Friday, March 28, 2008

Christ in Catastrophe

Emil Fuchs, a man who has passed through great suffering, has walked among us and lived among us. He spoke to us with the authenticity of one who has seen Truth and heard it and felt it; and even when he spoke of disasters his face was serene. He speaks of the catastrophe of Nazi Germany from his own experiences in protest, in prison, in despair and in hope.
Let us hear the challenge of Christ. There may be hard disappointment and bitter suffering on the road he points to. He never promised quick or easy victory. Only by our suffering can we overcome prejudices bred in millions of people by the inability of Christians to speak to their times. Mahatma Gandhi led a great nation along his way of truth and came to a great creative success. When will the Christian conscience be strong enough to unite those who call themselves after Jesus in the building of a world of brotherhood? When will we be ashamed to call Christian those who trust in the sword?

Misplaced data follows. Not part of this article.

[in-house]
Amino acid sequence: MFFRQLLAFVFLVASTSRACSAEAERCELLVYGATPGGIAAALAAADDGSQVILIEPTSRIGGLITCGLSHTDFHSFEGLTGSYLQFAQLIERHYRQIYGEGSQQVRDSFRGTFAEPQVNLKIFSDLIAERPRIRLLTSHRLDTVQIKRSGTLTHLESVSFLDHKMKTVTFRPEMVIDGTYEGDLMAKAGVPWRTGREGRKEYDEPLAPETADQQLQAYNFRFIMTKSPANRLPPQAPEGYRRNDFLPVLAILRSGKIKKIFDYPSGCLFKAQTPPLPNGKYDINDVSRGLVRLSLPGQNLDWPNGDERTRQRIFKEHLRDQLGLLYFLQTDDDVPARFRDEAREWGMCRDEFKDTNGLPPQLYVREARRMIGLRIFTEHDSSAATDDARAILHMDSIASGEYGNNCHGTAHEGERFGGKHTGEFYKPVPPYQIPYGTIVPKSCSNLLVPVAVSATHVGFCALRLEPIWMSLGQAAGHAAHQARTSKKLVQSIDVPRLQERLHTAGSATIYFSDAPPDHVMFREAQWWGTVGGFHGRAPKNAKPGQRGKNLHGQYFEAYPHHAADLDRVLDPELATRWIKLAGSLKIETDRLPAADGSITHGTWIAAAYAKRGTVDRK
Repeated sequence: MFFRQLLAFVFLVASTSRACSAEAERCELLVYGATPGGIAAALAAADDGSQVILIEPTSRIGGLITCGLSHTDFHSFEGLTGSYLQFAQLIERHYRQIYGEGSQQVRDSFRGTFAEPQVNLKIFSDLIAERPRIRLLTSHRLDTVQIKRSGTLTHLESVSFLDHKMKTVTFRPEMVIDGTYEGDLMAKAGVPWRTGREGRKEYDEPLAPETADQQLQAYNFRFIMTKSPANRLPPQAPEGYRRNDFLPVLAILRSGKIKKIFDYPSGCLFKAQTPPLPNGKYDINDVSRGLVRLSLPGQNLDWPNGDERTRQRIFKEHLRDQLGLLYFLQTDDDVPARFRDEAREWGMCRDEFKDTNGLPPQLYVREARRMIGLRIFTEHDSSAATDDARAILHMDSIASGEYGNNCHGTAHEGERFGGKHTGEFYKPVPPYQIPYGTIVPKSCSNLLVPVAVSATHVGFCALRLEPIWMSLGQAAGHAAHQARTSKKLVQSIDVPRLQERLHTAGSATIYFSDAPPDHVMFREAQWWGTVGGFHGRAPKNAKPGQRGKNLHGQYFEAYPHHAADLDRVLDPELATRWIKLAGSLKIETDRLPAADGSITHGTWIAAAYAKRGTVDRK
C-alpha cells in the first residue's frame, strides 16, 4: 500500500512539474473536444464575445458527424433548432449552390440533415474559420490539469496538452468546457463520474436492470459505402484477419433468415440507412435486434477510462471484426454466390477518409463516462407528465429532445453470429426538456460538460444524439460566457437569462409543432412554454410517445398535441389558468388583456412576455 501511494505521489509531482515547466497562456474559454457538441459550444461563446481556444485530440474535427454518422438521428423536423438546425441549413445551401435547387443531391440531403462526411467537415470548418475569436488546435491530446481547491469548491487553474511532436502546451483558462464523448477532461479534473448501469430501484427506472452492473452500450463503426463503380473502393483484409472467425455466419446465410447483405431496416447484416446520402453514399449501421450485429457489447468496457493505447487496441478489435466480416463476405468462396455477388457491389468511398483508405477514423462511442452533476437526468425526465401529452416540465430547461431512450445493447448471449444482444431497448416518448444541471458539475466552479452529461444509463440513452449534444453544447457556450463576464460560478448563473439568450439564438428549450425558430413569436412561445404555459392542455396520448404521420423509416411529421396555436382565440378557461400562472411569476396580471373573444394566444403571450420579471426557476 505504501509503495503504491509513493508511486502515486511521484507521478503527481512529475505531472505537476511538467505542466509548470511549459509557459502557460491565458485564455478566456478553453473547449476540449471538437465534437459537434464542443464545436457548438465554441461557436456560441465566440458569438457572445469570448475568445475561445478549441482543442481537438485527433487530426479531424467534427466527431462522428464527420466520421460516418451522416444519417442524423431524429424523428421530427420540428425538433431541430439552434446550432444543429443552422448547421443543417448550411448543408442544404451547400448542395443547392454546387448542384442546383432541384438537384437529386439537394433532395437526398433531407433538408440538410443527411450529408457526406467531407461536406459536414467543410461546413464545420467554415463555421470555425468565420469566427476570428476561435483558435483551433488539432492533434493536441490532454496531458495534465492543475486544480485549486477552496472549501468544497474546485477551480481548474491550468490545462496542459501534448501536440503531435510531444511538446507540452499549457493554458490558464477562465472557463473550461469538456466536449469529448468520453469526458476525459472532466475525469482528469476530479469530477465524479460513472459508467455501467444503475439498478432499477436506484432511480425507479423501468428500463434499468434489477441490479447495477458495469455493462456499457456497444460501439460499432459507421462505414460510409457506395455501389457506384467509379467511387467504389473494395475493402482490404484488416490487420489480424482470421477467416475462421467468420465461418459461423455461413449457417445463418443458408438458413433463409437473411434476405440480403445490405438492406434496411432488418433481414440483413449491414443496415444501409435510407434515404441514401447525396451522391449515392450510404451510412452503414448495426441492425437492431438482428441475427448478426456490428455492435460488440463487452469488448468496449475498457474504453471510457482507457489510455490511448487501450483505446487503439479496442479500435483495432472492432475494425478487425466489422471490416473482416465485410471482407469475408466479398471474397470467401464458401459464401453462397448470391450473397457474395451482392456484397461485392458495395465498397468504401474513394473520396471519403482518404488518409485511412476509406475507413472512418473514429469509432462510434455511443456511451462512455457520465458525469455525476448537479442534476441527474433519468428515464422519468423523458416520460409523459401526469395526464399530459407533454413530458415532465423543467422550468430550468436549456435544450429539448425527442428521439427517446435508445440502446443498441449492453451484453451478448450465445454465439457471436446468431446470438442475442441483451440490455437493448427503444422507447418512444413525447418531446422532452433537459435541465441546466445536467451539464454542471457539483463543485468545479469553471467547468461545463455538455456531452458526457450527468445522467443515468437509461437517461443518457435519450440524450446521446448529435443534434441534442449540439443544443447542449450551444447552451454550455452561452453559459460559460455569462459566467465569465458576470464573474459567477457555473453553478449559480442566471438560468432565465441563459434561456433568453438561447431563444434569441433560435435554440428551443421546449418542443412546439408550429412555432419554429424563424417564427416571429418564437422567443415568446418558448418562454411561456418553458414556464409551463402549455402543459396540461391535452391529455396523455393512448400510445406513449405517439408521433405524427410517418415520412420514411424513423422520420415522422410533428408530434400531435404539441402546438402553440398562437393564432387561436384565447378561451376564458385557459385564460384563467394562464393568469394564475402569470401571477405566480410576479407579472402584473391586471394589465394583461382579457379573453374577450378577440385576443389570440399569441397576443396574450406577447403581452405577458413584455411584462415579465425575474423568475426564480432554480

Were it ever so. Fuchs declaims the condition of man and the propensity to ignore our true role in the world.
So long as God is an idea in which we believe only with the mind, whilst in real life our chief aim is earning money and winning influence and power, we will never overcome the inward weakness that is servility. We will never overcome that outward weakness, nationalism, so long as it is more important to defend the honor of a nation against accusation than to find the right relation to God in our conscience. And it may be that what is true of Germany is true of all mankind.

As Emil Fuchs can be an example to each of us, he presents a life which does not ignore the risk of faith.
What does it mean, this trusting in God? I think it means that we are certain that spiritual power is life's precious foundation. It means that we are called as nations and as individuals to take a great task, to lose our lives and to find the life and power which overcomes distrust and hatred and cowardice.

This writing which he has left with us is about his life and experience in Germany, but it is about all life and all experience. It is the witness of a man who is both saint and prophet.

View the complete Pendle Hill Pamphlet #49: Christ in Catastrophe by Emil Fuchs

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